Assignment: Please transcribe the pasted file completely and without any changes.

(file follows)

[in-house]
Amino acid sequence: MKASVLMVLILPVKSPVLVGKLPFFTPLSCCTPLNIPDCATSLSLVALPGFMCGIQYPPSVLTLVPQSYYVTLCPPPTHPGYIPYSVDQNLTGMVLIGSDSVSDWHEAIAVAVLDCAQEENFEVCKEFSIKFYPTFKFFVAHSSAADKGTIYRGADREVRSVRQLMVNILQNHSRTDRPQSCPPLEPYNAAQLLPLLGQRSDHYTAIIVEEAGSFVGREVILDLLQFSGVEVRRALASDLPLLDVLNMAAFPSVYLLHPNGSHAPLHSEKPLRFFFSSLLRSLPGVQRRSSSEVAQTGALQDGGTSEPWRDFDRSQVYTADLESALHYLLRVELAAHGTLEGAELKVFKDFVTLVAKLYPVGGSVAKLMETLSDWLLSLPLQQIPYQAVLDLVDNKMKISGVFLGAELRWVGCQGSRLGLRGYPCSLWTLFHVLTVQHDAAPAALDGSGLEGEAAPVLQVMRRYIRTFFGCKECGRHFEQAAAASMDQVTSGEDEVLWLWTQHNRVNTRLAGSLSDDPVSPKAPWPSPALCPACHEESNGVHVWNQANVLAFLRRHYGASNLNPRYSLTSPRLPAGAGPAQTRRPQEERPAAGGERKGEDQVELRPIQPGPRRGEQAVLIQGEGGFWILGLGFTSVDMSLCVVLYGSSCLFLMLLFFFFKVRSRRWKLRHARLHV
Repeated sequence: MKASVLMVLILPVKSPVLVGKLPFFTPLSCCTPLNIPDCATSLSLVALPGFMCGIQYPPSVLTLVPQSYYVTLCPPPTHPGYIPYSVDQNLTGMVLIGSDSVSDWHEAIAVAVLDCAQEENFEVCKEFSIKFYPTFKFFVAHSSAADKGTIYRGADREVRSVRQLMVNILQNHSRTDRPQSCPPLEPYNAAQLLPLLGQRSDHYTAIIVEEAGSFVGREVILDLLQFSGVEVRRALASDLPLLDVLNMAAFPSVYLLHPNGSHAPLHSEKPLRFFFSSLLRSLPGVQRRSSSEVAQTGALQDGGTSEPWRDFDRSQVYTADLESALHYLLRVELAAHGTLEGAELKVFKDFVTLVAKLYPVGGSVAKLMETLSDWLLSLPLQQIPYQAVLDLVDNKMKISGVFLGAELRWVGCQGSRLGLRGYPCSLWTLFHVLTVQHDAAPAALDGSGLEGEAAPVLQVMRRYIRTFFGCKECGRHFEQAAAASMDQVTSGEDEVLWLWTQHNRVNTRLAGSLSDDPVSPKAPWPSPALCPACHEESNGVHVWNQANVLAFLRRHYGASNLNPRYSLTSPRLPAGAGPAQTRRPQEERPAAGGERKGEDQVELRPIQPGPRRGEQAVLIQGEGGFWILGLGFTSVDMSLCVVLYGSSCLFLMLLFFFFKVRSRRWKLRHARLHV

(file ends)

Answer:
[in-house]
Amino acid sequence: MKASVLMVLILPVKSPVLVGKLPFFTPLSCCTPLNIPDCATSLSLVALPGFMCGIQYPPSVLTLVPQSYYVTLCPPPTHPGYIPYSVDQNLTGMVLIGSDSVSDWHEAIAVAVLDCAQEENFEVCKEFSIKFYPTFKFFVAHSSAADKGTIYRGADREVRSVRQLMVNILQNHSRTDRPQSCPPLEPYNAAQLLPLLGQRSDHYTAIIVEEAGSFVGREVILDLLQFSGVEVRRALASDLPLLDVLNMAAFPSVYLLHPNGSHAPLHSEKPLRFFFSSLLRSLPGVQRRSSSEVAQTGALQDGGTSEPWRDFDRSQVYTADLESALHYLLRVELAAHGTLEGAELKVFKDFVTLVAKLYPVGGSVAKLMETLSDWLLSLPLQQIPYQAVLDLVDNKMKISGVFLGAELRWVGCQGSRLGLRGYPCSLWTLFHVLTVQHDAAPAALDGSGLEGEAAPVLQVMRRYIRTFFGCKECGRHFEQAAAASMDQVTSGEDEVLWLWTQHNRVNTRLAGSLSDDPVSPKAPWPSPALCPACHEESNGVHVWNQANVLAFLRRHYGASNLNPRYSLTSPRLPAGAGPAQTRRPQEERPAAGGERKGEDQVELRPIQPGPRRGEQAVLIQGEGGFWILGLGFTSVDMSLCVVLYGSSCLFLMLLFFFFKVRSRRWKLRHARLHV
Repeated sequence: MKASVLMVLILPVKSPVLVGKLPFFTPLSCCTPLNIPDCATSLSLVALPGFMCGIQYPPSVLTLVPQSYYVTLCPPPTHPGYIPYSVDQNLTGMVLIGSDSVSDWHEAIAVAVLDCAQEENFEVCKEFSIKFYPTFKFFVAHSSAADKGTIYRGADREVRSVRQLMVNILQNHSRTDRPQSCPPLEPYNAAQLLPLLGQRSDHYTAIIVEEAGSFVGREVILDLLQFSGVEVRRALASDLPLLDVLNMAAFPSVYLLHPNGSHAPLHSEKPLRFFFSSLLRSLPGVQRRSSSEVAQTGALQDGGTSEPWRDFDRSQVYTADLESALHYLLRVELAAHGTLEGAELKVFKDFVTLVAKLYPVGGSVAKLMETLSDWLLSLPLQQIPYQAVLDLVDNKMKISGVFLGAELRWVGCQGSRLGLRGYPCSLWTLFHVLTVQHDAAPAALDGSGLEGEAAPVLQVMRRYIRTFFGCKECGRHFEQAAAASMDQVTSGEDEVLWLWTQHNRVNTRLAGSLSDDPVSPKAPWPSPALCPACHEESNGVHVWNQANVLAFLRRHYGASNLNPRYSLTSPRLPAGAGPAQTRRPQEERPAAGGERKGEDQVELRPIQPGPRRGEQAVLIQGEGGFWILGLGFTSVDMSLCVVLYGSSCLFLMLLFFFFKVRSRRWKLRHARLHV